Safeguarding our food supply against Covid-19 and climate change
Munich, 06 October 2020
The coronavirus crisis has highlighted the strengths and weaknesses of our food supply. In view of the threats posed by climate change, we must ensure that it is even better equipped to cope with future crises, according to a group of experts at acatech – National Academy of Science and Engineering. The experts recommend the adoption of a sustainable agricultural intensification model that combines principles of organic and conventional farming, supported by new technologies. The decisions required to promote this model should be taken as part of the forthcoming reform of the European Union’s Common Agricultural Policy (CAP).
“As far as the food supply is concerned, Germany has coped very well with the coronavirus crisis so far”, says acatech Vice-President Reinhard F. Hüttl. Among other things, this is due to the fact that its logistics systems and supply structures were able to adapt rapidly and effectively to the sudden changes brought about by the crisis, so that supplies of food and key agricultural inputs could be maintained. Moreover, the self-sufficiency rate in Germany (i.e. the ratio of domestic production to domestic consumption) is close to or higher than 100% for many foodstuffs such as grain, potatoes, milk and meat. However, Reinhard F. Hüttl adds that “The situation is somewhat different for fruit and vegetables. Germany imports many of these products from southern European countries that were hard hit by the pandemic, especially during its early days. As a result, fruit and vegetable prices in April 2020 were 14% and 26% higher respectively than in April 2019.”
Early lessons from the coronavirus crisis
Despite the fact that, by and large, the food supply has not been severely impacted, the expert group chaired by Reinhard F. Hüttl has identified a number of early lessons that Germany can learn from the coronavirus crisis. Our existing regional and global supply chains successfully complement each other to ensure a stable food supply. This means that it is essential for borders to remain open for food products, key agricultural inputs and labour, even during times of crisis. Easily accessible and reliable information about border restrictions that have been implemented at short notice is also important for the logistics industry. Moreover, the pandemic foregrounded the influence that large processing operations have over entire value chains, especially in the meat industry. Substandard working conditions in certain food supply businesses were also highlighted in this context.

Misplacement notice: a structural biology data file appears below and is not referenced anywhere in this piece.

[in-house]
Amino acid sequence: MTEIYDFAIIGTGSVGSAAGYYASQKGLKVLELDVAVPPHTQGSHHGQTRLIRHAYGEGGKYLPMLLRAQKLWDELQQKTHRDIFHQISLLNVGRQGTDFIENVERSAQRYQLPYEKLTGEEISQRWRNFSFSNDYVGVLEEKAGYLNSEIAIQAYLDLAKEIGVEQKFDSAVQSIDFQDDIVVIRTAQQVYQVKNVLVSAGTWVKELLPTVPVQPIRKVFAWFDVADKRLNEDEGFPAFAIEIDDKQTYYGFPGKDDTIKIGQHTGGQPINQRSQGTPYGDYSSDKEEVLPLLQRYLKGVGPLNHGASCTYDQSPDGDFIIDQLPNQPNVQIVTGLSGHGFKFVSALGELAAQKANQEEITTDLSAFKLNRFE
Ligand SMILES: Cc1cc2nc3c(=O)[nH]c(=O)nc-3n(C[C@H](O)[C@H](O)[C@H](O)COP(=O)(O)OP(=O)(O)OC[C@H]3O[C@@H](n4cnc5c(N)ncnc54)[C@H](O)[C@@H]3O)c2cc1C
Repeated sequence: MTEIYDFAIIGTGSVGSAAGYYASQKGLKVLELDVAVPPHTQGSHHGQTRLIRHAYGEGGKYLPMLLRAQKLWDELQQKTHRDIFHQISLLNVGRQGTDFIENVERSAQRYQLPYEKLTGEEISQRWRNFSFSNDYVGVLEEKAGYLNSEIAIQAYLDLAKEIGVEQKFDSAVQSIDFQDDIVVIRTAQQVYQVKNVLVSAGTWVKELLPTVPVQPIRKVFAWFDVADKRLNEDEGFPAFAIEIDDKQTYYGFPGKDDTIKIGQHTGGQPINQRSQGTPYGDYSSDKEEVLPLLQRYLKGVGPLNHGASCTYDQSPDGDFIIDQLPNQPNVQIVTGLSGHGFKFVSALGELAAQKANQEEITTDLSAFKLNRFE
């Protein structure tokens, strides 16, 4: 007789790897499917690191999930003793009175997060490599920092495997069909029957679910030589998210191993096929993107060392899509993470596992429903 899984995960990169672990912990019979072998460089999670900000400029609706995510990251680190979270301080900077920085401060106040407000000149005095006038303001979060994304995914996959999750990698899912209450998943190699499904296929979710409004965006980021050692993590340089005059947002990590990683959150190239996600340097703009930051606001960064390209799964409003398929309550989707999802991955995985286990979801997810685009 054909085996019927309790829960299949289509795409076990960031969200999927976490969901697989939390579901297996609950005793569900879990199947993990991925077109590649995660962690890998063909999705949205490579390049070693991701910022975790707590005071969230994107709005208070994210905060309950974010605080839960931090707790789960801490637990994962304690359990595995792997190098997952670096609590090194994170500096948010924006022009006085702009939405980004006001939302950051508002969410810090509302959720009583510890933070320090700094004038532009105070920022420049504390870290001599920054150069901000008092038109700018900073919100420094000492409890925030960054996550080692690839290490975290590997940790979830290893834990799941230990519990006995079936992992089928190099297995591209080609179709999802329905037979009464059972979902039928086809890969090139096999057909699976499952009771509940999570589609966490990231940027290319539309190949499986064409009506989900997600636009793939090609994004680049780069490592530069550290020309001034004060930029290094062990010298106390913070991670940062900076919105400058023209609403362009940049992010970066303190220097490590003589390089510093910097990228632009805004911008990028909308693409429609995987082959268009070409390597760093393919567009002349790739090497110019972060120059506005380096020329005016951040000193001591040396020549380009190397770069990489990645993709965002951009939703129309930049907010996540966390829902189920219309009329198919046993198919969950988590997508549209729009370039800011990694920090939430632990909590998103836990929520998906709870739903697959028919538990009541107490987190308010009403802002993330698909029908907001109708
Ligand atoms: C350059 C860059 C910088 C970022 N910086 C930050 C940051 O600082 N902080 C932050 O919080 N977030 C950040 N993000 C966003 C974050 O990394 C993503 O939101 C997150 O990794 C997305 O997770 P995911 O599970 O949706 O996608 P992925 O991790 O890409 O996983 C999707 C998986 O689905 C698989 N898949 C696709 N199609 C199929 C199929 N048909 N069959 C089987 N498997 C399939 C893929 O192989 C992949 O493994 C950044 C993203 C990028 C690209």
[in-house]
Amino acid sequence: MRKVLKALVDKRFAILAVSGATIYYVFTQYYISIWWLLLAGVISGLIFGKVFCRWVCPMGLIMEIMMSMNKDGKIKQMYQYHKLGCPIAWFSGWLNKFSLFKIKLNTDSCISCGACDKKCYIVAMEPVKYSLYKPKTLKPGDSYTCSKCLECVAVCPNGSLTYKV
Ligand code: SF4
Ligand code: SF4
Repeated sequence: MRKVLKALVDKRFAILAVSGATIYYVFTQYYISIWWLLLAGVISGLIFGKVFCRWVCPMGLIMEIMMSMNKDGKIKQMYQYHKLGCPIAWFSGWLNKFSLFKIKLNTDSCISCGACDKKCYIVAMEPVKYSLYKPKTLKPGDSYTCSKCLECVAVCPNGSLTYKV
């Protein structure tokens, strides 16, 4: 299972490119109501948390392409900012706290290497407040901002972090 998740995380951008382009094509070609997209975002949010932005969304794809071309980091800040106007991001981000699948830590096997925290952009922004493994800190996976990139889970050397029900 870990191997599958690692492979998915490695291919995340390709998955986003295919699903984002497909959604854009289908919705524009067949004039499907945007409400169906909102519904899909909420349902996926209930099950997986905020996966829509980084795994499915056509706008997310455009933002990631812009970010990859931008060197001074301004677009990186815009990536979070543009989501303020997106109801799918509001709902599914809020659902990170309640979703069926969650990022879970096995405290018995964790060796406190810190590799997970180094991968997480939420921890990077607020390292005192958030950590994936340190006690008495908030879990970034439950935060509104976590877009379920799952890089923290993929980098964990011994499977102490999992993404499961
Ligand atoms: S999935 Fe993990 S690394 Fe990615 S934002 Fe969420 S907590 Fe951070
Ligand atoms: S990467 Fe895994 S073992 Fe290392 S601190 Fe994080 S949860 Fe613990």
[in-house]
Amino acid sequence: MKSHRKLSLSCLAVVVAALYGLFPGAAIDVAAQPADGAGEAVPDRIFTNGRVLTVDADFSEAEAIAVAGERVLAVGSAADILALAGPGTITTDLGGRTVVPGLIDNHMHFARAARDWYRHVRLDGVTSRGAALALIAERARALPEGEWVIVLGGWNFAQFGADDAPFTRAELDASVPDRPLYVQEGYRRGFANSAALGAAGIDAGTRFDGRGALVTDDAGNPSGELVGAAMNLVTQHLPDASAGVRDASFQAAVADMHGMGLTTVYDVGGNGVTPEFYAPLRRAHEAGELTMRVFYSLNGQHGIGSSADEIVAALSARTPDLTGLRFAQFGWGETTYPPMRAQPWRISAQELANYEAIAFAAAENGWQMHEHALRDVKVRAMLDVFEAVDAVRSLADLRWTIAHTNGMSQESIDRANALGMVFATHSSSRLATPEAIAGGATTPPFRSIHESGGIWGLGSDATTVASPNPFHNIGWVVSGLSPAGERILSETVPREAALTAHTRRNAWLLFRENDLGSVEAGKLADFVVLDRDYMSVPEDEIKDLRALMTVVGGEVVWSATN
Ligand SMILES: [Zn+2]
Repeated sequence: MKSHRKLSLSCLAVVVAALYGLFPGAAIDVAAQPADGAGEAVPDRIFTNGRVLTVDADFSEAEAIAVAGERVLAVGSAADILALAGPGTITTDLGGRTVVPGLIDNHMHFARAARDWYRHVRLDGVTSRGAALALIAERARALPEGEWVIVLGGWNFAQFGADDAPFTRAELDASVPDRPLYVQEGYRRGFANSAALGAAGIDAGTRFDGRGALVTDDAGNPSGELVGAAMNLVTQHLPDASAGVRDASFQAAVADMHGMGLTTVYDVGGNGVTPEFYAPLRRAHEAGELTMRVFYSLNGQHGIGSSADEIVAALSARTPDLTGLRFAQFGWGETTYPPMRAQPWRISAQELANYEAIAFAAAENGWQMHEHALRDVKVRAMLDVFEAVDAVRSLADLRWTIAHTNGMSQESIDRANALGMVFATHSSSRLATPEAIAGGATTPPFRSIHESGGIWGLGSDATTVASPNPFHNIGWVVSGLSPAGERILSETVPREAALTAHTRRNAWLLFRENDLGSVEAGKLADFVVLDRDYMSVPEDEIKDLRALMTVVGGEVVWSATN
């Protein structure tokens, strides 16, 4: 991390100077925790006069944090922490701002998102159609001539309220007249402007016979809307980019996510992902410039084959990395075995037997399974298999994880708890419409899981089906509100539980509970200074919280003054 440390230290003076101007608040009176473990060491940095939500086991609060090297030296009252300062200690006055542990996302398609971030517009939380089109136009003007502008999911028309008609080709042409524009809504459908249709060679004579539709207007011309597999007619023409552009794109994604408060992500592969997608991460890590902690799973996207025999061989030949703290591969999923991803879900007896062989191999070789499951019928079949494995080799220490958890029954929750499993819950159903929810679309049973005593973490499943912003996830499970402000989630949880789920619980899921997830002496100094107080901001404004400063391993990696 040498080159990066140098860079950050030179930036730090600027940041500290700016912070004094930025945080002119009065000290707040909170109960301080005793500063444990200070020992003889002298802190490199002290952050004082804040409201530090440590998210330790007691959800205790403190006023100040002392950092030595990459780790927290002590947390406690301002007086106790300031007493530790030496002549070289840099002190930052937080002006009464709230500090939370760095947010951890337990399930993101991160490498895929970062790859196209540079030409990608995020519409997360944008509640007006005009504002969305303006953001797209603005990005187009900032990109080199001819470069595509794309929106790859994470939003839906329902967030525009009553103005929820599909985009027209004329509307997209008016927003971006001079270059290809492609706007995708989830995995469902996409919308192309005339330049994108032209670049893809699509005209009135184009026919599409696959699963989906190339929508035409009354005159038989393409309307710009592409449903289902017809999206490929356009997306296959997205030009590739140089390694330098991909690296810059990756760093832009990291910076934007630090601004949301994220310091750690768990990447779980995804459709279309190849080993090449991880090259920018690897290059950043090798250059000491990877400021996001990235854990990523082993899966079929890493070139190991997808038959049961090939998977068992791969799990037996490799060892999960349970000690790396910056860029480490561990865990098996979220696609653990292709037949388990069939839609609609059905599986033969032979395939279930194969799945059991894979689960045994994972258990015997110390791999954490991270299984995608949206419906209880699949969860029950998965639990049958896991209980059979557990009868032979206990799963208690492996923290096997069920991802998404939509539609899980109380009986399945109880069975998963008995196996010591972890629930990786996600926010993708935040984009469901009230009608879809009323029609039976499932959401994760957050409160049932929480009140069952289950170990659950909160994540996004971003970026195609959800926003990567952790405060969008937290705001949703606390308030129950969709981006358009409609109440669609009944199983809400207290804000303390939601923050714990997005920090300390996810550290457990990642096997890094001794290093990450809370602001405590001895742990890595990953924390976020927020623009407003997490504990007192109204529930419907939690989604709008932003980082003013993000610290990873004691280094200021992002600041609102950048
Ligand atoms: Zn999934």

The global perspective: combatting hunger and hidden hunger
At a global level, the team led by Reinhard F. Hüttl concluded that, compared to previous crises, the impacts of the current pandemic have been mitigated by stabilising factors such as high reserves and greater international cooperation on food price monitoring. However, this has not prevented a loss of purchasing power in some countries. This makes it harder for people to access food, resulting in hunger or in a lack of vitamins and minerals in their diet, sometimes referred to as “hidden hunger”. Especially during its presidency of the EU in the second half of 2020, Germany has a chance to use diplomatic channels to build a broad international coalition for combatting hunger and hidden hunger.
Long-term challenges for ensuring a resilient food supply